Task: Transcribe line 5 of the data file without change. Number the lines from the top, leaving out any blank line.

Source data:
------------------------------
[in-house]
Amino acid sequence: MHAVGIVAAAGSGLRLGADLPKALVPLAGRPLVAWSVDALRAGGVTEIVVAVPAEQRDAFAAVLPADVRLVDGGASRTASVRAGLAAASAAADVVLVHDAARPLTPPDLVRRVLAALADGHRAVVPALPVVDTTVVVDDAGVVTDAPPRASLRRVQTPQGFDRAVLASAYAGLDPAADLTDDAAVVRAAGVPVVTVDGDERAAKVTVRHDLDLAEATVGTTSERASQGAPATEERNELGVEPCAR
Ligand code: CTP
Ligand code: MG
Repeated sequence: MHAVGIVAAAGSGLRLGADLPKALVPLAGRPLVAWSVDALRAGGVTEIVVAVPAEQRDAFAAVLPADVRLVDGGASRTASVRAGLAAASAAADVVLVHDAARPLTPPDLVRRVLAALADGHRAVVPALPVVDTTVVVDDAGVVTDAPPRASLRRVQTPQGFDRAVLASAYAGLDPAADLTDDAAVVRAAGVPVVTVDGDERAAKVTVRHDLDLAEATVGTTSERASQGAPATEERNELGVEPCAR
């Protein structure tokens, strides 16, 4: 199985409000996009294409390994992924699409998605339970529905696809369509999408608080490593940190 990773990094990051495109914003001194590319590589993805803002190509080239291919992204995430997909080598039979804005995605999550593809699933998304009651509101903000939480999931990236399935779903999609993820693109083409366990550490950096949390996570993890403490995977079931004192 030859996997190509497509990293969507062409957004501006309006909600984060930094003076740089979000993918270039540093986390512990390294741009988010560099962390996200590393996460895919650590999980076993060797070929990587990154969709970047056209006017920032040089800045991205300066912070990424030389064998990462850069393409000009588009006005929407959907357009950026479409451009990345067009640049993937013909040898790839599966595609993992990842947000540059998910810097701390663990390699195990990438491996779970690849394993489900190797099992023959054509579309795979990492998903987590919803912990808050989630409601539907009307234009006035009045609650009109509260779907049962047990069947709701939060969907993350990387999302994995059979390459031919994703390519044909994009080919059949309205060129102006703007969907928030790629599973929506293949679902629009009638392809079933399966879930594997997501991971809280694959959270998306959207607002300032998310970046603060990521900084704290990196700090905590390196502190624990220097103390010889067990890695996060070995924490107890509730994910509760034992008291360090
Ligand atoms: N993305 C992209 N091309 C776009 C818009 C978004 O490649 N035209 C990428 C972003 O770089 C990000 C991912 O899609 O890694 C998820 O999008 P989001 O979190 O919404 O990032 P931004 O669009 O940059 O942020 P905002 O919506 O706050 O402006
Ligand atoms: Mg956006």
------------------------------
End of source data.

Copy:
Repeated sequence: MHAVGIVAAAGSGLRLGADLPKALVPLAGRPLVAWSVDALRAGGVTEIVVAVPAEQRDAFAAVLPADVRLVDGGASRTASVRAGLAAASAAADVVLVHDAARPLTPPDLVRRVLAALADGHRAVVPALPVVDTTVVVDDAGVVTDAPPRASLRRVQTPQGFDRAVLASAYAGLDPAADLTDDAAVVRAAGVPVVTVDGDERAAKVTVRHDLDLAEATVGTTSERASQGAPATEERNELGVEPCAR